There are certain practices in the long tradition of Chinese cinema that have been used by the most talented Chinese film makers and the least talented. Such as moments of staring up into the sky after a dramatic announcement, showy martial arts maneuvers, revenging a master, and trying to shove a whole life story into the first twenty minutes of the film, to explain character motivation. Sometimes these practices are pulled off well, heightening the experience of the film. In the hands of others, however, these tricks of the trade become the most painful of cinematic tortures. Forty-five minutes into the film My Kingdom, I decided it was clearly torture.
The story centers around two boys living in early 20th century China. Gaun Yi Long, played by Wu Chun, and Meng Er-kui, played by Han Geng . Yi Long is an opera student who begs his master to save Er-kui, after he hears him sing at the execution of his family. Er-kui is being executed with his family as a punishment for something his father was accused of, but of course, is innocent of. A few years later, I assume, the boys witness an arrogant opera master, Master Yue played by Yu Rongguang, defeat their master, Yu Shengying, played by Biao Yuen, in a duel. This means that Master Yu has to break his spear and never perform again, a tradition I was unaware of in Peking Opera. Keep in mind these people are actors portraying heros from Chinese history. Their duel is not of acting skills, but fighting, of course.
The two boys train in a mountain mansion with their master until old enough to go to Shanghai to challenge Yue, because all opera troupes with out of work masters have the money for mountain mansions that are built into the rock itself. Their master warns them against challenging Yue, and getting involved with actresses, they forget these warnings right after the master sets fire to the mansion with himself inside, and head to Shanghai. There they immediately challenge Yue, win and take over his opera troupe, complete with his actress girl friend, Xi Mu Lang, played by Barbie Hsu.
Shortly after this the two began to grow apart and compete for the affections of Mu Lang along with police general Lu, played by Louis Liu. While all of this was going on, there was horrible acting, cheap looking costumes that didn't match the era, bad CGI, and fight scenes that would only impress people new to Chinese choreography. As stated before, this was all in the first forty-five minutes.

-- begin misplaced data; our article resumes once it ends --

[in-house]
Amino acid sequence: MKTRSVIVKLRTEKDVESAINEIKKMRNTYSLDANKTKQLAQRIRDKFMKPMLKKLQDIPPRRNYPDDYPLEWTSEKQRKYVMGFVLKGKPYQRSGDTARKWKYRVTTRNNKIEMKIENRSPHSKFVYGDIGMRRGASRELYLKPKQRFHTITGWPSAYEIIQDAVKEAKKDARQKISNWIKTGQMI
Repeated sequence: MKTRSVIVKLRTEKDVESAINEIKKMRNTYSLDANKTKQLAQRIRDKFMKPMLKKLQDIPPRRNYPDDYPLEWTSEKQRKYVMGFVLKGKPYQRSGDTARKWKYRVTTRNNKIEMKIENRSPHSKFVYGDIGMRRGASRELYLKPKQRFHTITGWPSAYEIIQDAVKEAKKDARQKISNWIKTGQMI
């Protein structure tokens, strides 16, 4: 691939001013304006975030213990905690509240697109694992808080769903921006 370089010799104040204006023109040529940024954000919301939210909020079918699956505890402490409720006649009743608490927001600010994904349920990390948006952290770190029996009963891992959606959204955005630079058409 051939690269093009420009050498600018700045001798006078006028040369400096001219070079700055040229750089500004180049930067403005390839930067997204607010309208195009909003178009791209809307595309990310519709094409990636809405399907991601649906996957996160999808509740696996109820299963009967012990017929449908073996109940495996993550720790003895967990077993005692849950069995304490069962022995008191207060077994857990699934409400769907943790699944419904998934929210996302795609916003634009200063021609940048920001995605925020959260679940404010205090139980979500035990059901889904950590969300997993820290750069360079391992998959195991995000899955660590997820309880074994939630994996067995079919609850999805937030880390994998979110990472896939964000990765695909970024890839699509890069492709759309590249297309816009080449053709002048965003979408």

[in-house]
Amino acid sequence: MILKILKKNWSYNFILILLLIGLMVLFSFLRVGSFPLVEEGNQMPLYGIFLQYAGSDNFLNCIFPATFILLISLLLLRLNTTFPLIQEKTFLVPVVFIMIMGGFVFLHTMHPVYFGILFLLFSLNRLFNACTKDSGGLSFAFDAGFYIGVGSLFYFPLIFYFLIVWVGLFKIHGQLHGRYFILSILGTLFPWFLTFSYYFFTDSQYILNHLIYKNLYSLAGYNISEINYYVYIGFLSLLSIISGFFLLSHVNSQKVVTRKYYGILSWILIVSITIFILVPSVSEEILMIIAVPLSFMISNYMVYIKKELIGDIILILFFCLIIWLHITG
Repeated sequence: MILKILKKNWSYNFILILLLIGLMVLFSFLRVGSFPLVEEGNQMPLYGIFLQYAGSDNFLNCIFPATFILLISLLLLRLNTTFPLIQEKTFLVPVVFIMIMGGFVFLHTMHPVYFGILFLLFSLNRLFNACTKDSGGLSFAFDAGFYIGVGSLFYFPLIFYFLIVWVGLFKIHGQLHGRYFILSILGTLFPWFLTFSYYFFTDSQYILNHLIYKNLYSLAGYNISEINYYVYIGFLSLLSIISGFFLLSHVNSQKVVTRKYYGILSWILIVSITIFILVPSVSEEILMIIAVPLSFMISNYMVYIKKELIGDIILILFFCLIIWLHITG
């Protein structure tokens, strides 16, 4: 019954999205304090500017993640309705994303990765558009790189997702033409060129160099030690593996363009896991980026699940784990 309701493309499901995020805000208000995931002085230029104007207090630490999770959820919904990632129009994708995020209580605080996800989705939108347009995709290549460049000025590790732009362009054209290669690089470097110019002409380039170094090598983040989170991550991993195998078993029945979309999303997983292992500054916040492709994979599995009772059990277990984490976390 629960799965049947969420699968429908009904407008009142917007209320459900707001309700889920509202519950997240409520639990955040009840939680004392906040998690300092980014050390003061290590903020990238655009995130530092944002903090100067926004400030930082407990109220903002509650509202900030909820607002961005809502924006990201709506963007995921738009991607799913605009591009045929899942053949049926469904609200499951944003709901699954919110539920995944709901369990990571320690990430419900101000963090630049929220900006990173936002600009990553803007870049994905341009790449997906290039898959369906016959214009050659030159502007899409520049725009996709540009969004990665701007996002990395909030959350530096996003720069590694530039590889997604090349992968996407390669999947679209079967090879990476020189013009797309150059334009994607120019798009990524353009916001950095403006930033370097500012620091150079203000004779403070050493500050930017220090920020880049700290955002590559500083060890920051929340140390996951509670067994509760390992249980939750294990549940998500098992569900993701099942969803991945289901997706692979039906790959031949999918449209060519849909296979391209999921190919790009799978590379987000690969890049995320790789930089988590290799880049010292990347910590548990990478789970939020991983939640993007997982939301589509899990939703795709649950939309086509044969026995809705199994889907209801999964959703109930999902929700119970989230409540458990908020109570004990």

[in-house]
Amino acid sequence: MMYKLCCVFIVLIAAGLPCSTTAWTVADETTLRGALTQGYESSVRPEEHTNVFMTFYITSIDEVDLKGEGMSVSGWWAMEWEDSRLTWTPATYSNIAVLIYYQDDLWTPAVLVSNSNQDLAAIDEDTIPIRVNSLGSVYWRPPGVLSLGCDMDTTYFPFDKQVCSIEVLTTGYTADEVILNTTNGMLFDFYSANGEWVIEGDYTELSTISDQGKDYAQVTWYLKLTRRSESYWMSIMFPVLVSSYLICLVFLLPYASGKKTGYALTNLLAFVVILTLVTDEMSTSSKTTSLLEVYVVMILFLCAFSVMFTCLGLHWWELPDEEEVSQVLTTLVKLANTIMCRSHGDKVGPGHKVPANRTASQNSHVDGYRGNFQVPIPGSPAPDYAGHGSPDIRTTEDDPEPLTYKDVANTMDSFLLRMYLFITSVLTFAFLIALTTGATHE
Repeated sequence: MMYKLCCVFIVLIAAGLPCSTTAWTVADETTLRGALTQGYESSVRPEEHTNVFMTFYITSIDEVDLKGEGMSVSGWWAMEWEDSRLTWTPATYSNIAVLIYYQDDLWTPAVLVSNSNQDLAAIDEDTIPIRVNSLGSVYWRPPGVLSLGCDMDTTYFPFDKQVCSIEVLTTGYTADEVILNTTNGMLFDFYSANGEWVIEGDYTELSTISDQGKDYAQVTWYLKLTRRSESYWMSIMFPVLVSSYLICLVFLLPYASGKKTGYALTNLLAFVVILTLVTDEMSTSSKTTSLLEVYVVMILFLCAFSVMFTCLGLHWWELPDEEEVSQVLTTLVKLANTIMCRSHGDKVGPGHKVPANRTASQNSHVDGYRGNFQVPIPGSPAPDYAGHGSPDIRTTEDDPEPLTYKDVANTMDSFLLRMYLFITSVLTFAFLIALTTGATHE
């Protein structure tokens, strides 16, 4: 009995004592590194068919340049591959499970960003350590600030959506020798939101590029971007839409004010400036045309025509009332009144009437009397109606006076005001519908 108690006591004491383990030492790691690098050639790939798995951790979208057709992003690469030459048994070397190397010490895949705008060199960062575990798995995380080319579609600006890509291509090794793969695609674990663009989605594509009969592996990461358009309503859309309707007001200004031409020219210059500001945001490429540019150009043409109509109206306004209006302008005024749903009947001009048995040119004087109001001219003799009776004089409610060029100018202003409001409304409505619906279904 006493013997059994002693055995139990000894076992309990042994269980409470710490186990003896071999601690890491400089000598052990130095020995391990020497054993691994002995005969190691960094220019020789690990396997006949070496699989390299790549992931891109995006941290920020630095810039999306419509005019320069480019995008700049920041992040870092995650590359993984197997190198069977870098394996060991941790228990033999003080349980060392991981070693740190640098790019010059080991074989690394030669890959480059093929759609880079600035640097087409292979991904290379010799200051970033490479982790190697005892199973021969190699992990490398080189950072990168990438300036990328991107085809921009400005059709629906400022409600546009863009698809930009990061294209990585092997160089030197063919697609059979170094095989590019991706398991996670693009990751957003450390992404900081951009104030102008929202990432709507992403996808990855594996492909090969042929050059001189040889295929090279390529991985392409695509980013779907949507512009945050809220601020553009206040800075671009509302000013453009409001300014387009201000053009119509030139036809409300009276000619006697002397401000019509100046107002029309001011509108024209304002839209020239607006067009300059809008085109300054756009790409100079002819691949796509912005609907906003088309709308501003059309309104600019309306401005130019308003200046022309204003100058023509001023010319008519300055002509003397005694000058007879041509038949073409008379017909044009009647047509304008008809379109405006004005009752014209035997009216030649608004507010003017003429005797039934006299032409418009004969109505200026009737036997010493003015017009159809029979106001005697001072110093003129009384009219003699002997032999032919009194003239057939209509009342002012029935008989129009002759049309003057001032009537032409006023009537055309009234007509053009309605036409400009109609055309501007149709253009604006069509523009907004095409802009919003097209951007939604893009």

So much of this film bothered me and I really wondered what kind of history director Gao Xiaosong was exposed to as a child. The costumes and hair was not period, but some mix of modern with impressions of 1920's China. The two leads at one point look more like modern day hipsters than youths of that era. Lu looks more like a anime villain than any Chinese general I have ever seen. His hair sweeps down and hangs in his face in classic Harajuku style. This cheap unreal look continues on in the sets as well. Several wide shot scenes are CGI and don't blend in well with what is real. The scene when they brothers reach Shanghai is an example. The harbor and famous Bund are all rendered in CGI, the street they end up walking down looks like a freshly painted set from a 1950's Hollywood movie, unconvincing.
The treatment of Peking Opera in this film also bothered me. The people involved in Peking Opera were not trained warriors, they were actors, they were pretending. They never dueled each other in combat. It wasn't uncommon for different troupes to put on competing performances of the same opera, but not fight each other. Also, women were never allowed to perform in Peking Opera. Today that oversight has been rectified, but historically they never would have been allowed on stage. Young boys were the ones playing the female roles. Last, in the early 20th century Peking Opera was struggling. It was seen as a part of Chinese culture that was corrupt and weakening the Chinese character. People wanted to be modern and watch movies, or Dianying, electric shadows. In My Kingdom, Peking Opera is a booming business that makes Yue rich and fills theaters to watch him `duel' two young actors.
I'll be honest, I didn't make past the first forty-five minutes. I know for some that might disqualify my opinion of the film. However, I believe that our time is something to be cherished and better spent on other pursuits than bad film. While many of the aspects of this film were straight out of the Chinese cinema playbook, Gao Xiaosong should leave the playbook in the hands of the masters.